It is … productivity that the stock market reacts to when pricing a company's shares. Embedded in all shares is an implied long-term forecast about a company's productivity - that is, its ability to create value in excess of the cost of producing it. When the stock market prices a company's shares according to a belief that the company will be able to create value over the long term, it is attributing [this belief] to the company's long-term productivity or, equivalently, a sustainable competitive advantage. In this way, productivity is the hinge on which both competitive advantage and shareholder value hang (Rappaport 1998, 69).

When management wrings the last drop of earnings out of each sales dollar they can do no better unless they change their business model -- or merge, which amounts to the same thing. The degree to which they achieve this goal is measured by relative earnings productivity. This is the ratio of actual earnings to maximum earnings scaled to zero when the two are equal.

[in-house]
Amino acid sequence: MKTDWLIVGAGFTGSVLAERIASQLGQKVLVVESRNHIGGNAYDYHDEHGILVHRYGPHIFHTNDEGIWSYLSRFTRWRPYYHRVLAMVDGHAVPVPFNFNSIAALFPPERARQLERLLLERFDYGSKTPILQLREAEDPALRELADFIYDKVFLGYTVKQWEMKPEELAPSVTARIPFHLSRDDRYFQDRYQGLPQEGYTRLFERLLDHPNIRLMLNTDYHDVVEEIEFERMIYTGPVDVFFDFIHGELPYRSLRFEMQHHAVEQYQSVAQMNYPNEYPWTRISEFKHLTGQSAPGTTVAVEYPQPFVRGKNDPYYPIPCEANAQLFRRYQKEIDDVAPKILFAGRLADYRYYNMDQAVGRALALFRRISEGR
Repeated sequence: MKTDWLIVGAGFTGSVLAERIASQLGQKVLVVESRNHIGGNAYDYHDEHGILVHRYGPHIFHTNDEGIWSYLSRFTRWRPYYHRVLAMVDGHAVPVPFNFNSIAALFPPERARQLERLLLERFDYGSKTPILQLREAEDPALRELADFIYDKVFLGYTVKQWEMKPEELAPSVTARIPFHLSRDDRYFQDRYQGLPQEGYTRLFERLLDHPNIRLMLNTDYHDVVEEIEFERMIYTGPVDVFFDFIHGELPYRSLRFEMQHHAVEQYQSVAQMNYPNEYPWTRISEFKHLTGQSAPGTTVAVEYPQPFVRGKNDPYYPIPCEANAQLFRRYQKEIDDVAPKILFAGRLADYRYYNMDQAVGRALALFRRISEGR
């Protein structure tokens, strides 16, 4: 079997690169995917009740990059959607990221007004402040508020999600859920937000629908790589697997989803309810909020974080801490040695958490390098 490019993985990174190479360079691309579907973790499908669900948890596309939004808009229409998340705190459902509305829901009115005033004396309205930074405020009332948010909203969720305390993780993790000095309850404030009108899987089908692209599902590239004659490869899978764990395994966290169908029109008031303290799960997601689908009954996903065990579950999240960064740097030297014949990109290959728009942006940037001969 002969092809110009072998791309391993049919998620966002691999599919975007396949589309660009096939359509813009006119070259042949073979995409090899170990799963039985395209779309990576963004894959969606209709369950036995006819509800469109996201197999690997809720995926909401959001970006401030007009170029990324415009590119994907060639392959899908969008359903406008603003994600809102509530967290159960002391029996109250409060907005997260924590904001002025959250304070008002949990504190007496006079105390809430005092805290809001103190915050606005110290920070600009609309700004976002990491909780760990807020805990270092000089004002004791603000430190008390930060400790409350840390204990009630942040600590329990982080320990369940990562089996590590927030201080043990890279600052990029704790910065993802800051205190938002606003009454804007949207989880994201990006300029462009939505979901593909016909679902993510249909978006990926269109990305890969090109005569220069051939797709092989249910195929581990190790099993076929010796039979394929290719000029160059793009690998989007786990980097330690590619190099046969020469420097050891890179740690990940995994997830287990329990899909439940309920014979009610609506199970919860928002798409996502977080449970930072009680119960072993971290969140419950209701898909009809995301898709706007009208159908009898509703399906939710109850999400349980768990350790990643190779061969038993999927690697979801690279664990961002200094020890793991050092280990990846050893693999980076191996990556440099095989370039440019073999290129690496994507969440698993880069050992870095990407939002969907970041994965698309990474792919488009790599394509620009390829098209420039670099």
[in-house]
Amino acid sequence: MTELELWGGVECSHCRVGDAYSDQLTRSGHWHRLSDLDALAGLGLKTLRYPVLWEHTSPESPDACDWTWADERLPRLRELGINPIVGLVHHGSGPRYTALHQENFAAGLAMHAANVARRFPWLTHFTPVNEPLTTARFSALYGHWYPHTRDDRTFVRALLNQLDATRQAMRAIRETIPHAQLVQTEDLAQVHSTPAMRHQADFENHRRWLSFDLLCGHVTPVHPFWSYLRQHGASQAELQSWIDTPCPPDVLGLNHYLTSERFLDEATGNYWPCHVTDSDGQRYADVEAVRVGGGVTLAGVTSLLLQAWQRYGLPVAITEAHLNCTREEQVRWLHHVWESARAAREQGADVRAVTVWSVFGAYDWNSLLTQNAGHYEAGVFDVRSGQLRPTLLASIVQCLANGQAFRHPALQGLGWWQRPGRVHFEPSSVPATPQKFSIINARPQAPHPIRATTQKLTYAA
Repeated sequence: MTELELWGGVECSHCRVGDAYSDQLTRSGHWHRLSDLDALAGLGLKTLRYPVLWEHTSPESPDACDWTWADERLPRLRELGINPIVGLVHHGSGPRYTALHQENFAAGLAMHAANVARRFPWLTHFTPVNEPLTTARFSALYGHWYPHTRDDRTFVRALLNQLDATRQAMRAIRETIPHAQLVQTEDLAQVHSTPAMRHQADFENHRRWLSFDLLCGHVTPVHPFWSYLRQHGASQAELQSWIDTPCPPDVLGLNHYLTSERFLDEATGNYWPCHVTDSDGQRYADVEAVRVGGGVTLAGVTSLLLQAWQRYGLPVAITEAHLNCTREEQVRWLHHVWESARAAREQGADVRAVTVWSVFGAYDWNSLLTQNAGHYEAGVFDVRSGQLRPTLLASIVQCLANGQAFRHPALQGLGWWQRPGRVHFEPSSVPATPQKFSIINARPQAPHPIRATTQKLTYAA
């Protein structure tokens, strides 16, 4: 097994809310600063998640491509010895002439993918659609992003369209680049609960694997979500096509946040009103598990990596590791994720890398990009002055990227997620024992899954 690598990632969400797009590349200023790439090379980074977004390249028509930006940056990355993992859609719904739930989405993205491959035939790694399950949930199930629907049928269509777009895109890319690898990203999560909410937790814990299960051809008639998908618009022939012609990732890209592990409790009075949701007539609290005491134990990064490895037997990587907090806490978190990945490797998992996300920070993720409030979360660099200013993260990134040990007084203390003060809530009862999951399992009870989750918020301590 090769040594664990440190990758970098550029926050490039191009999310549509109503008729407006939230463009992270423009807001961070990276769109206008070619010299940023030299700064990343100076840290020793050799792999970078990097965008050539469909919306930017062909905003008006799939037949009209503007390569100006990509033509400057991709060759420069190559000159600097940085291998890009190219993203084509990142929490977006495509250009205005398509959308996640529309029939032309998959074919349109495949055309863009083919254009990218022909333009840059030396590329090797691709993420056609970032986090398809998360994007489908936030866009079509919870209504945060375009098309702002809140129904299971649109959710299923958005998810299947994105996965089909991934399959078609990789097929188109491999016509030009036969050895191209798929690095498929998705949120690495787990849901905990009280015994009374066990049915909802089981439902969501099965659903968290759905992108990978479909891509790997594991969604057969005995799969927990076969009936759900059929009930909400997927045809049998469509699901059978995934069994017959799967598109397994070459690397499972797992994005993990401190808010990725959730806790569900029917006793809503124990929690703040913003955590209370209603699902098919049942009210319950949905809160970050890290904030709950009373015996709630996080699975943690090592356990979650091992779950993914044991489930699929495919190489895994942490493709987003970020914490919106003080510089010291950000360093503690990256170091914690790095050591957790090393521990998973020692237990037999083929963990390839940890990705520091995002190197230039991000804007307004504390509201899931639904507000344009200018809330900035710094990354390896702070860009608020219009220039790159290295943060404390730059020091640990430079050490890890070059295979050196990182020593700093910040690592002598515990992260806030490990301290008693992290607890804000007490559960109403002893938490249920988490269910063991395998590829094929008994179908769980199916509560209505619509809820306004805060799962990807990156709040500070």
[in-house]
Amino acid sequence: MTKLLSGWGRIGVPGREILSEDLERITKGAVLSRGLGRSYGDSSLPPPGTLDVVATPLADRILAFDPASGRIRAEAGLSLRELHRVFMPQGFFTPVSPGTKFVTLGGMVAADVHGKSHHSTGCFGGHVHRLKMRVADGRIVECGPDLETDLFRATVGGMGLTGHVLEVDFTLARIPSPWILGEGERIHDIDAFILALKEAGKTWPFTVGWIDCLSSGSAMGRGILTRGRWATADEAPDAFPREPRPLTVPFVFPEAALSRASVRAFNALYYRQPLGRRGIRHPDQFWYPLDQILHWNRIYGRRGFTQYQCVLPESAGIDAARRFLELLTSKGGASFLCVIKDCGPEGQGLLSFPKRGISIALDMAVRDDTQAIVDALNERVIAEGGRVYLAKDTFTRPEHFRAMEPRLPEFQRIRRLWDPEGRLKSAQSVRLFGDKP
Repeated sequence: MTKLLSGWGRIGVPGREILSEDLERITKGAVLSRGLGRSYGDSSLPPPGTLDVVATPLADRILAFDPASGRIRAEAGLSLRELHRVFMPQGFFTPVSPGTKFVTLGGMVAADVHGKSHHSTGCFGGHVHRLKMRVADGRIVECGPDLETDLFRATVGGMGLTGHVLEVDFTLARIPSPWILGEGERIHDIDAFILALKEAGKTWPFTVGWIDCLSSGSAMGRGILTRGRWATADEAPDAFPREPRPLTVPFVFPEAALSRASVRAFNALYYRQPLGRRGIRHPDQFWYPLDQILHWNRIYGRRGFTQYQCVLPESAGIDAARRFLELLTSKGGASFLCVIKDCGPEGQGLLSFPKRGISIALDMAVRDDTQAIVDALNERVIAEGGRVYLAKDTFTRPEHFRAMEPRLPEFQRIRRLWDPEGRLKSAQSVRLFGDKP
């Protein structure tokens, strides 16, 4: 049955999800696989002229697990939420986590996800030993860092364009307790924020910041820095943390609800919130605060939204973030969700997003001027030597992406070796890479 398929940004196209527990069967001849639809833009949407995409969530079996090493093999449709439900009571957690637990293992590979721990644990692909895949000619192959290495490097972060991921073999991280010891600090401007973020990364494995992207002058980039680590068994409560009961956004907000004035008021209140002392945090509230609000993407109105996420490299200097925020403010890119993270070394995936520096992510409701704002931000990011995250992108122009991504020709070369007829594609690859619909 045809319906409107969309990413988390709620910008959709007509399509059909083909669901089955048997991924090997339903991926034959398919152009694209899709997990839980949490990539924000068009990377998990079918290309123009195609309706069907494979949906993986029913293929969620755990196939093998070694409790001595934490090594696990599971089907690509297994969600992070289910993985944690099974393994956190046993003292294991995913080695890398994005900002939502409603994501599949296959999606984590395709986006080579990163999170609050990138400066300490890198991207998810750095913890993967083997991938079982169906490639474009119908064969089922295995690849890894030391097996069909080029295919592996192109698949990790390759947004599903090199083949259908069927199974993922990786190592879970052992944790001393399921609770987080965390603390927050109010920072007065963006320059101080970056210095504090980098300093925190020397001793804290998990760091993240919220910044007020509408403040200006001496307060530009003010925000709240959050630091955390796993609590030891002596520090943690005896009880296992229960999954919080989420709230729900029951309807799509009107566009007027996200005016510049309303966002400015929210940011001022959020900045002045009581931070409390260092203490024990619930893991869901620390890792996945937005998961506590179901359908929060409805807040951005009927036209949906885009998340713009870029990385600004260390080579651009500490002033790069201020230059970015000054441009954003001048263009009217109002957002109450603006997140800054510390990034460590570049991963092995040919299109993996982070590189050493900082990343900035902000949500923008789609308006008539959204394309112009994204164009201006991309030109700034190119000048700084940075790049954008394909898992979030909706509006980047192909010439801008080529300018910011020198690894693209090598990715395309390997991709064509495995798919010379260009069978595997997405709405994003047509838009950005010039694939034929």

The following chart shows what the relative earnings productivity of the leading air express carriers would have been in 2007 if FDX had merged with TNT in that year.

The vertical axis is relative earnings productivity. The combined FDX+TNT and its three peers appear on the horizontal axis. Since the merged carrier's actual and maximum earnings are virtually equal at $12.1 billion its REP is zero. Close behind is UPS with a relative earnings productivity of -4%. Trailing these leaders at some distance are DPW and KNIN with relative earnings productivity of -21% and -34% respectively.

DPW's actual earnings in 2007 were $19.3 billion USD. The company's theoretical maximum earnings were $24.4 billion. That is, the company fell 21% short of its maximum potential earnings in 2007. KNIN's actual earnings in that same year were $5.3 billion compared with maximum potential earnings of $8.0 billion. This represented a 34% short fall. Will investors read my tea leaves and factor these earnings short-falls into each company's stock price? Look to the future for an answer to this question.

Disclosure: The author has no positions in any stocks mentioned, and no plans to initiate any positions within the next 72 hours. The author wrote this article themselves, and it expresses their own opinions. The author is not receiving compensation for it. The author has no business relationship with any company whose stock is mentioned in this article.